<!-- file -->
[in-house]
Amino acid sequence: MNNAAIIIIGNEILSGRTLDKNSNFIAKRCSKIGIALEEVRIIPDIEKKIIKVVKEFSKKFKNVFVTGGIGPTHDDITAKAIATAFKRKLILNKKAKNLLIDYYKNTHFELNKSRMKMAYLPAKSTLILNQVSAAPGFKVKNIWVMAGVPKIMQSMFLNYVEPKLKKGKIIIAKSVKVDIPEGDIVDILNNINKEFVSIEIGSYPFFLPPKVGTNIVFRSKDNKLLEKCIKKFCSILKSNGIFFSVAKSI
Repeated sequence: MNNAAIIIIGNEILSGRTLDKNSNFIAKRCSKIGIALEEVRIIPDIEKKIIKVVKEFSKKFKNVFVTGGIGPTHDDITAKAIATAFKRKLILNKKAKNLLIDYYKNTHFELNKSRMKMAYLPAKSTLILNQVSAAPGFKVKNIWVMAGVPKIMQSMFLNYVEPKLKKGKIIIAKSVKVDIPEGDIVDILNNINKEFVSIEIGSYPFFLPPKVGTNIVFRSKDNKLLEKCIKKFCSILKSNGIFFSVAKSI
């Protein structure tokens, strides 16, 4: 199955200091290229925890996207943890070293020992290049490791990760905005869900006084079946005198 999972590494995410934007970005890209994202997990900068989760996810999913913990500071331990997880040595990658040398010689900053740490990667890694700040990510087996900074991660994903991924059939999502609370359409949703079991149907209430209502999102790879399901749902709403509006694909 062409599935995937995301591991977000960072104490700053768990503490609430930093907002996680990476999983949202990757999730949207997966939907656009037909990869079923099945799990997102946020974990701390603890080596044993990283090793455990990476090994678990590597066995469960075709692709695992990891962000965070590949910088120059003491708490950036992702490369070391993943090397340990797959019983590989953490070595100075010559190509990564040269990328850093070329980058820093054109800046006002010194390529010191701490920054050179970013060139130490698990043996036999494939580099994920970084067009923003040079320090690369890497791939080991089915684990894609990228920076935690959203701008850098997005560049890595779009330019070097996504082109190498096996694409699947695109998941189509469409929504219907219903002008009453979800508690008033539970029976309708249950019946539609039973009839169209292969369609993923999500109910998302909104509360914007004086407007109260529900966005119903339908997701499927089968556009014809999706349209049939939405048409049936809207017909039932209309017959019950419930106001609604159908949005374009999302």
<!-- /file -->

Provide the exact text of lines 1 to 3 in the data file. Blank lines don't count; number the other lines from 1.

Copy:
[in-house]
Amino acid sequence: MNNAAIIIIGNEILSGRTLDKNSNFIAKRCSKIGIALEEVRIIPDIEKKIIKVVKEFSKKFKNVFVTGGIGPTHDDITAKAIATAFKRKLILNKKAKNLLIDYYKNTHFELNKSRMKMAYLPAKSTLILNQVSAAPGFKVKNIWVMAGVPKIMQSMFLNYVEPKLKKGKIIIAKSVKVDIPEGDIVDILNNINKEFVSIEIGSYPFFLPPKVGTNIVFRSKDNKLLEKCIKKFCSILKSNGIFFSVAKSI
Repeated sequence: MNNAAIIIIGNEILSGRTLDKNSNFIAKRCSKIGIALEEVRIIPDIEKKIIKVVKEFSKKFKNVFVTGGIGPTHDDITAKAIATAFKRKLILNKKAKNLLIDYYKNTHFELNKSRMKMAYLPAKSTLILNQVSAAPGFKVKNIWVMAGVPKIMQSMFLNYVEPKLKKGKIIIAKSVKVDIPEGDIVDILNNINKEFVSIEIGSYPFFLPPKVGTNIVFRSKDNKLLEKCIKKFCSILKSNGIFFSVAKSI